According to recent research from insurance group Aegon, individuals in the UK now require savings of around £300,000 by the time they retire in order to be able to live a comfortable lifestyle in their later years. Aegon says that this figure will provide an income of around £18,000 per year, which along with the State Pension (£8,767 per year if you qualify for the full amount), should be enough money to live comfortably.
However, the problem is that a lot of people in the UK who are approaching retirement have nowhere near that kind of money saved up. For example, another study by Aegon found that the average 55-year-old Briton has retirement savings of just £105,000, while a study by Skipton Building Society found that one in 10 UK adults over the age of 55 doesn’t have anything saved at all for retirement. Clearly, there’s a huge retirement savings gap in the UK.
How to save £300,000
Building up a savings pot of £300,000 for retirement may sound challenging. However, if you plan ahead and start saving early, it’s certainly an achievable goal. In fact, due to the power of compounding (earning interest on your interest), a £300,000 portfolio could actually be achieved with savings of just £300 per month. Let me show you how.
£300 per month
£300 saved per month equates to savings of £3,600 per year. Now, according to my calculations, if you were to save £3,600 per year and you earned an 8% return on your money every year, your money would grow to £300,000 in around 27 years. In other words, if you began saving £300 per month in your late 30s, by the time you reached the age of 65, your savings could be worth £300,000 (note that this calculation ignores inflation). This shows you the power of compounding. Over a long-term investment horizon, compounding can turn a little bit of money into quite a large amount of money.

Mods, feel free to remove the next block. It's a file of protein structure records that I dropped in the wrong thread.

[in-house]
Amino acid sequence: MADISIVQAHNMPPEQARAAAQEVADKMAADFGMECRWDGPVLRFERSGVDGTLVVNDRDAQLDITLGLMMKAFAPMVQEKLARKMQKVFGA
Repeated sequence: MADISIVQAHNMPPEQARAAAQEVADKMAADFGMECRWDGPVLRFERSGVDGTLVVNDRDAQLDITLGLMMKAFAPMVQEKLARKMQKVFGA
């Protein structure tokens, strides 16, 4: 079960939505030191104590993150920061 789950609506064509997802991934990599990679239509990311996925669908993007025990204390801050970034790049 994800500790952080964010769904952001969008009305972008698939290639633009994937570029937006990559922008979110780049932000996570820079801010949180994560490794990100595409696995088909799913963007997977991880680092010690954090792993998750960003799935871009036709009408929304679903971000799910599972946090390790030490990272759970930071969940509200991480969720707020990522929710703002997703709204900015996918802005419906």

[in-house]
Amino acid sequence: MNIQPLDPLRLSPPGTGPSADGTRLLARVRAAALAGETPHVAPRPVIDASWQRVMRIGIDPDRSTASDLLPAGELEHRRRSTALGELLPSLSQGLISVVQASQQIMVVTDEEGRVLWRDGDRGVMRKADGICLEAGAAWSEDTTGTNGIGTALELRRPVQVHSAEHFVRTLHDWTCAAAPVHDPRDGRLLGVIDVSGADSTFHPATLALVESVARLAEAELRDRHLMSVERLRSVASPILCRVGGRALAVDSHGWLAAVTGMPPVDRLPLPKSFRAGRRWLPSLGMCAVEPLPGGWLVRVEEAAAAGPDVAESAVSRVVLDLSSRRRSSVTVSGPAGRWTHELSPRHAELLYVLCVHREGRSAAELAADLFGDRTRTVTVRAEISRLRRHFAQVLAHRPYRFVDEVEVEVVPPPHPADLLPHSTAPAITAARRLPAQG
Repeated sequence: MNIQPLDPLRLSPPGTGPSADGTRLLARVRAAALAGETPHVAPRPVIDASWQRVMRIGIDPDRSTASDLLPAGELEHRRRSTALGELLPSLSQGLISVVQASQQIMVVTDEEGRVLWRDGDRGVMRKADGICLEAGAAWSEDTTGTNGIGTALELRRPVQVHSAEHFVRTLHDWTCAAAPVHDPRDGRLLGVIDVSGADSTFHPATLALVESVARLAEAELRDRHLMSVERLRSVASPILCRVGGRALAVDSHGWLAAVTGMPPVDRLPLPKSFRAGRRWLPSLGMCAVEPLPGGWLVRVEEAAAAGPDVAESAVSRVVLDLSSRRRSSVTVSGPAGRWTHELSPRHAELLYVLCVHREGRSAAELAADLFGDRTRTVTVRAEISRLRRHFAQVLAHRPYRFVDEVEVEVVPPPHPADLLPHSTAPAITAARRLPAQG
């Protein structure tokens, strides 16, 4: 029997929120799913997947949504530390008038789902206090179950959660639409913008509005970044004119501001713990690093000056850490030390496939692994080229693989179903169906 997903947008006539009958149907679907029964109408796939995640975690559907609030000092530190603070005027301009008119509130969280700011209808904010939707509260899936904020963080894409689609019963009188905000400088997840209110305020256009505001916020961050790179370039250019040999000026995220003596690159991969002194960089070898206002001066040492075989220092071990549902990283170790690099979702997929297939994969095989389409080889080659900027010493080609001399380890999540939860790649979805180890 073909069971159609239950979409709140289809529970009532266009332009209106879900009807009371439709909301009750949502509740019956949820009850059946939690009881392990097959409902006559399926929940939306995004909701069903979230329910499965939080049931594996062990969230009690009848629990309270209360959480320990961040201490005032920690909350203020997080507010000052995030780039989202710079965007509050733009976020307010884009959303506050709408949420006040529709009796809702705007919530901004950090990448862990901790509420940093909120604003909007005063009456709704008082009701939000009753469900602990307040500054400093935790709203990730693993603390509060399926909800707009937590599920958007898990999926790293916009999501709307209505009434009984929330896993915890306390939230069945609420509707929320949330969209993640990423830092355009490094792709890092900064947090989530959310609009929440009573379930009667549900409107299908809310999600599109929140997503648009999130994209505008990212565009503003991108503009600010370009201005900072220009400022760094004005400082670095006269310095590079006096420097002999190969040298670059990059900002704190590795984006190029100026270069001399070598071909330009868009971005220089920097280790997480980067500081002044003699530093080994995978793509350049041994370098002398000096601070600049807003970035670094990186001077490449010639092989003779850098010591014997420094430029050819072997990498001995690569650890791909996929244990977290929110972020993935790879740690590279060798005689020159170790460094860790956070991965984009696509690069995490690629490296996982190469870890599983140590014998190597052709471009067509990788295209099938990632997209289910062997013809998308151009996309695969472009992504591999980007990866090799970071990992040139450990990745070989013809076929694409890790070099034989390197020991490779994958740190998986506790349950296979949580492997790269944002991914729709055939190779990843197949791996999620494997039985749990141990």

How to earn 8% on your money
Now, I know what you’re going to ask here. How can you achieve a return of 8% on your money when savings accounts only pay 1%?
The answer to this question is quite simple. To grow your money at that rate, you’ll need to consider investing in growth assets such as shares and investment funds. These kinds of assets are riskier than cash savings because it’s possible to lose money, however, the upside is that they tend to generate much higher returns than cash over the long run (around 6%-10% per year over the long term). As a result, these assets can help you grow your wealth substantially over time. The key is to construct a diversified portfolio that includes exposure to a range of different growth assets such as UK shares, international shares, and property investments. This will minimise your risk and give you a good chance of generating a healthy return over time.
The takeaway here is that saving up £300,000 for retirement is certainly an achievable goal. With the right investments, £300 per month might be all you need.
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